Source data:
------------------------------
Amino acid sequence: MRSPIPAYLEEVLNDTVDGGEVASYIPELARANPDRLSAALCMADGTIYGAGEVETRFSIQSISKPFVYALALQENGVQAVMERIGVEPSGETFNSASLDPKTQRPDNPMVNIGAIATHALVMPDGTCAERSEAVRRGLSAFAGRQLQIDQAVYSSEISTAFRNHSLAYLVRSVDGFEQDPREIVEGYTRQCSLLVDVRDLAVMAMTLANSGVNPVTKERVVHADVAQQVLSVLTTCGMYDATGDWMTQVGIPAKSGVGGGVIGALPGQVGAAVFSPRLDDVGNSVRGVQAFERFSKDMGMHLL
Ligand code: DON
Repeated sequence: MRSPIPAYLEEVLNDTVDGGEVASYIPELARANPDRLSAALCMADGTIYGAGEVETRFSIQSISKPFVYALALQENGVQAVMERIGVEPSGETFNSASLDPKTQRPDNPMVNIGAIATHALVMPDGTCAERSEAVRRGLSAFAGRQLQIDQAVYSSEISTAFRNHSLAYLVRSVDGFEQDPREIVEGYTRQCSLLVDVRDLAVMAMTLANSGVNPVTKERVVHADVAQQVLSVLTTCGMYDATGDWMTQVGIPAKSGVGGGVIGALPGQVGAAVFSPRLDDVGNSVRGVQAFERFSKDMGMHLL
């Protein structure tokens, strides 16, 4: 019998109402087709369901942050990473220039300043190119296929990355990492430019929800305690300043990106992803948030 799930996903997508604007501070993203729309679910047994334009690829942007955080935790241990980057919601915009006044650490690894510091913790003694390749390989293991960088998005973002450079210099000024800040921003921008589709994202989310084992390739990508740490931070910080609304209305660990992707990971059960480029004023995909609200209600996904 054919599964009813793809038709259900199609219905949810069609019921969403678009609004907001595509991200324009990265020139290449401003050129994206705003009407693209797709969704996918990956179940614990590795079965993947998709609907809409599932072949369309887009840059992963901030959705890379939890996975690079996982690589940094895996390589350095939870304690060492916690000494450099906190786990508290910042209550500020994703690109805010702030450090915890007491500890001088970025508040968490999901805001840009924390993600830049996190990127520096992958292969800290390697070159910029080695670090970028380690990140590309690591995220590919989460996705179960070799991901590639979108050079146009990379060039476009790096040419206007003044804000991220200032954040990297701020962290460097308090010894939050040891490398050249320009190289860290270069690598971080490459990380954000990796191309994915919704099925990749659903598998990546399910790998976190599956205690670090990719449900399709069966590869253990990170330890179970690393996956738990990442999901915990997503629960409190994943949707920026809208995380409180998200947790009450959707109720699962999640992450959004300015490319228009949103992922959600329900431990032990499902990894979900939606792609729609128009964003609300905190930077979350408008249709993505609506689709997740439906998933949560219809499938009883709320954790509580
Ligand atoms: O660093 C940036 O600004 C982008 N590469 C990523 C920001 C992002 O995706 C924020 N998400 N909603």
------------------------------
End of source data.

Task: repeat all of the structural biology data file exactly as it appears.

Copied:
Amino acid sequence: MRSPIPAYLEEVLNDTVDGGEVASYIPELARANPDRLSAALCMADGTIYGAGEVETRFSIQSISKPFVYALALQENGVQAVMERIGVEPSGETFNSASLDPKTQRPDNPMVNIGAIATHALVMPDGTCAERSEAVRRGLSAFAGRQLQIDQAVYSSEISTAFRNHSLAYLVRSVDGFEQDPREIVEGYTRQCSLLVDVRDLAVMAMTLANSGVNPVTKERVVHADVAQQVLSVLTTCGMYDATGDWMTQVGIPAKSGVGGGVIGALPGQVGAAVFSPRLDDVGNSVRGVQAFERFSKDMGMHLL
Ligand code: DON
Repeated sequence: MRSPIPAYLEEVLNDTVDGGEVASYIPELARANPDRLSAALCMADGTIYGAGEVETRFSIQSISKPFVYALALQENGVQAVMERIGVEPSGETFNSASLDPKTQRPDNPMVNIGAIATHALVMPDGTCAERSEAVRRGLSAFAGRQLQIDQAVYSSEISTAFRNHSLAYLVRSVDGFEQDPREIVEGYTRQCSLLVDVRDLAVMAMTLANSGVNPVTKERVVHADVAQQVLSVLTTCGMYDATGDWMTQVGIPAKSGVGGGVIGALPGQVGAAVFSPRLDDVGNSVRGVQAFERFSKDMGMHLL
């Protein structure tokens, strides 16, 4: 019998109402087709369901942050990473220039300043190119296929990355990492430019929800305690300043990106992803948030 799930996903997508604007501070993203729309679910047994334009690829942007955080935790241990980057919601915009006044650490690894510091913790003694390749390989293991960088998005973002450079210099000024800040921003921008589709994202989310084992390739990508740490931070910080609304209305660990992707990971059960480029004023995909609200209600996904 054919599964009813793809038709259900199609219905949810069609019921969403678009609004907001595509991200324009990265020139290449401003050129994206705003009407693209797709969704996918990956179940614990590795079965993947998709609907809409599932072949369309887009840059992963901030959705890379939890996975690079996982690589940094895996390589350095939870304690060492916690000494450099906190786990508290910042209550500020994703690109805010702030450090915890007491500890001088970025508040968490999901805001840009924390993600830049996190990127520096992958292969800290390697070159910029080695670090970028380690990140590309690591995220590919989460996705179960070799991901590639979108050079146009990379060039476009790096040419206007003044804000991220200032954040990297701020962290460097308090010894939050040891490398050249320009190289860290270069690598971080490459990380954000990796191309994915919704099925990749659903598998990546399910790998976190599956205690670090990719449900399709069966590869253990990170330890179970690393996956738990990442999901915990997503629960409190994943949707920026809208995380409180998200947790009450959707109720699962999640992450959004300015490319228009949103992922959600329900431990032990499902990894979900939606792609729609128009964003609300905190930077979350408008249709993505609506689709997740439906998933949560219809499938009883709320954790509580
Ligand atoms: O660093 C940036 O600004 C982008 N590469 C990523 C920001 C992002 O995706 C924020 N998400 N909603």